Sterling Smith, futures specialist, commodity research, Citibank Institutional Client Group, said he’s “bearish, bearish, bearish” on the metal. He said gold’s direction next week will depend on what happens in Washington. If there’s an agreement to lift the debt ceiling beyond the six-week period offered by Republicans on Thursday, then gold prices could rally as bargain hunters come in, he said.

But if there’s no agreement, or if the six-week deal is agreed upon, “it just kicks the can down the road. That takes us to just about Thanksgiving and right before the holiday spending period for Christmas,” he said, adding that it could hurt the economy as people might not spend as much money.

Jordan Eliseo, chief economist at ABC Bullion in Sydney, said he’s neutral on gold prices for next week. The negotiations in Washington are affecting markets as a whole so for now he would step aside all asset markets until an agreement is reached.

Equity prices rallied sharply on Thursday on hopes of a breakthrough on the stalemate in Washington, erasing the weakness the benchmark Standard & Poor’s 500 built in earlier in the week when talks seemed to go nowhere. Gold prices had a steady-weak tone ahead of Friday’s fall.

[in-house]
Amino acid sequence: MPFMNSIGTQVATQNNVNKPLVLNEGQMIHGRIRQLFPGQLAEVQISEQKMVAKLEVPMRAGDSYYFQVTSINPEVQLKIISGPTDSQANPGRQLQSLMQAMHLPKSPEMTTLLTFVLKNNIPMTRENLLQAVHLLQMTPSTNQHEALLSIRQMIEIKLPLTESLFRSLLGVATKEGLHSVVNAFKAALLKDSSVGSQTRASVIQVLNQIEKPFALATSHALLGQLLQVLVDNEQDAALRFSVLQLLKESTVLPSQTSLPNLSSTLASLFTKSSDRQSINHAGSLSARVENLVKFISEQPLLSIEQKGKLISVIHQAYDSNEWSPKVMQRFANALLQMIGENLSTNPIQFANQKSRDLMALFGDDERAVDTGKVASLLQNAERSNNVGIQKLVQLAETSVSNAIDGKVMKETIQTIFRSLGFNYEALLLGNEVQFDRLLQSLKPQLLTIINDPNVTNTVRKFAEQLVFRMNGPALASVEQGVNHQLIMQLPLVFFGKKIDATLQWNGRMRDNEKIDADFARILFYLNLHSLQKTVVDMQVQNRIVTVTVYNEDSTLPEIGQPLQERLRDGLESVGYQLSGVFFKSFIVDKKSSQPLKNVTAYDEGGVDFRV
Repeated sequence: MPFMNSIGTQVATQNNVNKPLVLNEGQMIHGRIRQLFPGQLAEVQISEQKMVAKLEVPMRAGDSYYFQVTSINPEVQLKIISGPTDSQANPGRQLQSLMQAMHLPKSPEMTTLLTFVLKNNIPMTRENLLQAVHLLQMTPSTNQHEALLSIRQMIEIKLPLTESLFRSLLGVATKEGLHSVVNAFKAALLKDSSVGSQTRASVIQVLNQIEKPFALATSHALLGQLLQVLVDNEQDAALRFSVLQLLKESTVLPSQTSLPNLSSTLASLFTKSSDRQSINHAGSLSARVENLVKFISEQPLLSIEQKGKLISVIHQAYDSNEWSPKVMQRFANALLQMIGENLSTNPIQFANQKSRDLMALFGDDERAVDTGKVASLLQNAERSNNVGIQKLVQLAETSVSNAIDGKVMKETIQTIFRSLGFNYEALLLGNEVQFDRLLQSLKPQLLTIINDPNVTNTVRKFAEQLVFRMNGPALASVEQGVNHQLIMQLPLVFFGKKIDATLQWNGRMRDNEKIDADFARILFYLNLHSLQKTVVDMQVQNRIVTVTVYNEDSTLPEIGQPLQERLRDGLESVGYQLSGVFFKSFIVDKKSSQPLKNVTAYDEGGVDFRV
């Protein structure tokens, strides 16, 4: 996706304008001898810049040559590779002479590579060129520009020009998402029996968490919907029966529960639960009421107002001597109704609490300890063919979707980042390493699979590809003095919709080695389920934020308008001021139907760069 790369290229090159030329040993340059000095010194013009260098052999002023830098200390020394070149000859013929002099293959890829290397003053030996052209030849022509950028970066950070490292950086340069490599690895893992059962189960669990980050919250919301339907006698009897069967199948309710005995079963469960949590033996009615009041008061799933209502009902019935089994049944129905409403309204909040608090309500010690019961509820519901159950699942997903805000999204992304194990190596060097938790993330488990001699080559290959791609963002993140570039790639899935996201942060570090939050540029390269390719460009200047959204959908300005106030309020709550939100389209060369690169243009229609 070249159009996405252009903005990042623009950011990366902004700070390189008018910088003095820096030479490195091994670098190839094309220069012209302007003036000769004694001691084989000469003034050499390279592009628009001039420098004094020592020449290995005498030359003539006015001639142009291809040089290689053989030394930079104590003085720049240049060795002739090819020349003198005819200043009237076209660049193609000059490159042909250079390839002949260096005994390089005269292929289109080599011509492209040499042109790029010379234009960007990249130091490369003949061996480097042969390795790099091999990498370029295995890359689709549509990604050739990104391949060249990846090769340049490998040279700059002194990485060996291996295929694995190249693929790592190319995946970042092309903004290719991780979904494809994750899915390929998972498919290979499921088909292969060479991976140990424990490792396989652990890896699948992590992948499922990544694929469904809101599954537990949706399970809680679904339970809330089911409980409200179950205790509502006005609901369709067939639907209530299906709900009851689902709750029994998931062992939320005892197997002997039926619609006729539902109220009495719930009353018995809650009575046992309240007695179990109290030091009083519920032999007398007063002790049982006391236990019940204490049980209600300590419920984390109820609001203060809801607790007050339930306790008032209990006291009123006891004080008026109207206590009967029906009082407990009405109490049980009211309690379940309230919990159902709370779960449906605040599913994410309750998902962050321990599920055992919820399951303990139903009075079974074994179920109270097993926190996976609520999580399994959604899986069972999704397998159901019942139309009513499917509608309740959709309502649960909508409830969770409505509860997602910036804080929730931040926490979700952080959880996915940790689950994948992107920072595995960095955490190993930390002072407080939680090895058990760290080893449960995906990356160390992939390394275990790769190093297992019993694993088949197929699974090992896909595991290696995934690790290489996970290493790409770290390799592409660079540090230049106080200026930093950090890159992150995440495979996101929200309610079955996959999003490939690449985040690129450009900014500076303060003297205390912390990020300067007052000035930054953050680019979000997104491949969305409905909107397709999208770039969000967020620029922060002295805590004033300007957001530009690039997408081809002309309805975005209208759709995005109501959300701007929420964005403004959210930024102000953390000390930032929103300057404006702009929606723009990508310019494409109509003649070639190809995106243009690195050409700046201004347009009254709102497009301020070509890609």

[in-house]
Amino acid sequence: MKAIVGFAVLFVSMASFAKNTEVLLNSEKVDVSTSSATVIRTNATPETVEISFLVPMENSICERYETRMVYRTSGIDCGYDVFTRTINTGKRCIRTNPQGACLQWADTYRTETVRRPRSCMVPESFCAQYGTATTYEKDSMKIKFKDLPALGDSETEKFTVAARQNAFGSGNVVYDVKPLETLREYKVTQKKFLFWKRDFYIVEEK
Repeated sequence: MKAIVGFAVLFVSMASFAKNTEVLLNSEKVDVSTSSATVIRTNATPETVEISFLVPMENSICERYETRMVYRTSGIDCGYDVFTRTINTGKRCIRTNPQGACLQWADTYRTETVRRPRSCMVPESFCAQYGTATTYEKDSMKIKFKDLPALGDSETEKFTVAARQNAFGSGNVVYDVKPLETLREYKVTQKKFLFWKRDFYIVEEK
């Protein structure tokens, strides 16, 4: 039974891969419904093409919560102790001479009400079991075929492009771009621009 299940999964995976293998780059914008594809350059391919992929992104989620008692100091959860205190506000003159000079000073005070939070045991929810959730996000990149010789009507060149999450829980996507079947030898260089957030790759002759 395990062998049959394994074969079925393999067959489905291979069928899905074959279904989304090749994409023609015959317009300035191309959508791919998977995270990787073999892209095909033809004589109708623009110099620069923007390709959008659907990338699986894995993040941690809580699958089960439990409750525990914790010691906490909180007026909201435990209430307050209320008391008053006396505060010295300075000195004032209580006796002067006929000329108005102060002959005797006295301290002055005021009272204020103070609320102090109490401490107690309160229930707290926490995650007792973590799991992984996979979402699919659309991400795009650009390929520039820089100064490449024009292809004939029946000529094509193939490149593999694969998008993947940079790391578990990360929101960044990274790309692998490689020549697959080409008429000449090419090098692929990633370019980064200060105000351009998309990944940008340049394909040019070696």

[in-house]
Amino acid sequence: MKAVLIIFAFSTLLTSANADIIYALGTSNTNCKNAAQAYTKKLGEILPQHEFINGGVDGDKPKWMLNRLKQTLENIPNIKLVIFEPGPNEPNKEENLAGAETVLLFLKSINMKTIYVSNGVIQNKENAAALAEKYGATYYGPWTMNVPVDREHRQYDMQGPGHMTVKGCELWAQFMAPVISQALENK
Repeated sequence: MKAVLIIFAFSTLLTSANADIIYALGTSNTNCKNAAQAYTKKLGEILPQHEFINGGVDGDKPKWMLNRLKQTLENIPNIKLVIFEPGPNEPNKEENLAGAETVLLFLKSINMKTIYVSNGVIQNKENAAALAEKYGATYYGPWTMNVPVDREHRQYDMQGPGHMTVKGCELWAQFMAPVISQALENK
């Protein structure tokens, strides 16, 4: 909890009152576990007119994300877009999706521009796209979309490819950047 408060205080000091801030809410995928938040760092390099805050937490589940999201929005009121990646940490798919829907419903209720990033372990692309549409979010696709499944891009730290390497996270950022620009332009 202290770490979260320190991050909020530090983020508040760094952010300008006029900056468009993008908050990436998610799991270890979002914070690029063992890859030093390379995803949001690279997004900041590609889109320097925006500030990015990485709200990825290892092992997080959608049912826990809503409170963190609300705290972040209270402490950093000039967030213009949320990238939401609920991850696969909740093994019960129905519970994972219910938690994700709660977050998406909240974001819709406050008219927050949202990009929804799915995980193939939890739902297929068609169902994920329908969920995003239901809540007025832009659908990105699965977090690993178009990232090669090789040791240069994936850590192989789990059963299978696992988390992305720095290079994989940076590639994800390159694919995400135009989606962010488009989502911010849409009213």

Several analysts said they were surprised at gold’s lackluster reaction to the Washington squabbles, which doesn’t bode well for the metal if talks deteriorate.

Still, analysts at Nomura said the odds favor some agreement before the debt ceiling is reached, given that Republicans’ proposal is a “step toward a resolution of the current impasse.” However, Nomura added that “the issues that divide the two sides are still substantial.”

Discussions will occur throughout the weekend, although the firm is doubtful that a solution will be in place before early next week. “However, we now appear to moving toward a solution, inch by inch. The likelihood of testing the debt limit deadline next week has fallen…. We assign a 70% likelihood of a U.S. fiscal deal before the Oct. 17 deadline, when Treasury cash-flow management becomes less predictable,” they said.